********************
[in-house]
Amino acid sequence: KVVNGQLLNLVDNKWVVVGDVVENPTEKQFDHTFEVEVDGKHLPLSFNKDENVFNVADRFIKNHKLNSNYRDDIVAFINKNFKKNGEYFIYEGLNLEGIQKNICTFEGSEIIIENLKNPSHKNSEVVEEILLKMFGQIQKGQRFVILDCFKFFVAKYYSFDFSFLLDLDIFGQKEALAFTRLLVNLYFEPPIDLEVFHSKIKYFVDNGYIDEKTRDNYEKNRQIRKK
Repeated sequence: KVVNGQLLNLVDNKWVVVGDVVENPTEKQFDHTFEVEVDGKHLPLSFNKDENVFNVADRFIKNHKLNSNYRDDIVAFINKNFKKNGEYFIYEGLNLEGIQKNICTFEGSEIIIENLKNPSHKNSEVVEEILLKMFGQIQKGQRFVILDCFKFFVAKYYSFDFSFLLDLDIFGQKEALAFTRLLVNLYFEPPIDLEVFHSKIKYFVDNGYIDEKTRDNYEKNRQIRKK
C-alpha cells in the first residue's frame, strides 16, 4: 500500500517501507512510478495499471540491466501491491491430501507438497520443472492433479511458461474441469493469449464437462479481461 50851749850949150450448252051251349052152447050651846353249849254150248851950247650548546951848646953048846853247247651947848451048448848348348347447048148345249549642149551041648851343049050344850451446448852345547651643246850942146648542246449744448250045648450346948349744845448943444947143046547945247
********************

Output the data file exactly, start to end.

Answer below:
[in-house]
Amino acid sequence: KVVNGQLLNLVDNKWVVVGDVVENPTEKQFDHTFEVEVDGKHLPLSFNKDENVFNVADRFIKNHKLNSNYRDDIVAFINKNFKKNGEYFIYEGLNLEGIQKNICTFEGSEIIIENLKNPSHKNSEVVEEILLKMFGQIQKGQRFVILDCFKFFVAKYYSFDFSFLLDLDIFGQKEALAFTRLLVNLYFEPPIDLEVFHSKIKYFVDNGYIDEKTRDNYEKNRQIRKK
Repeated sequence: KVVNGQLLNLVDNKWVVVGDVVENPTEKQFDHTFEVEVDGKHLPLSFNKDENVFNVADRFIKNHKLNSNYRDDIVAFINKNFKKNGEYFIYEGLNLEGIQKNICTFEGSEIIIENLKNPSHKNSEVVEEILLKMFGQIQKGQRFVILDCFKFFVAKYYSFDFSFLLDLDIFGQKEALAFTRLLVNLYFEPPIDLEVFHSKIKYFVDNGYIDEKTRDNYEKNRQIRKK
C-alpha cells in the first residue's frame, strides 16, 4: 500500500517501507512510478495499471540491466501491491491430501507438497520443472492433479511458461474441469493469449464437462479481461 50851749850949150450448252051251349052152447050651846353249849254150248851950247650548546951848646953048846853247247651947848451048448848348348347447048148345249549642149551041648851343049050344850451446448852345547651643246850942146648542246449744448250045648450346948349744845448943444947143046547945247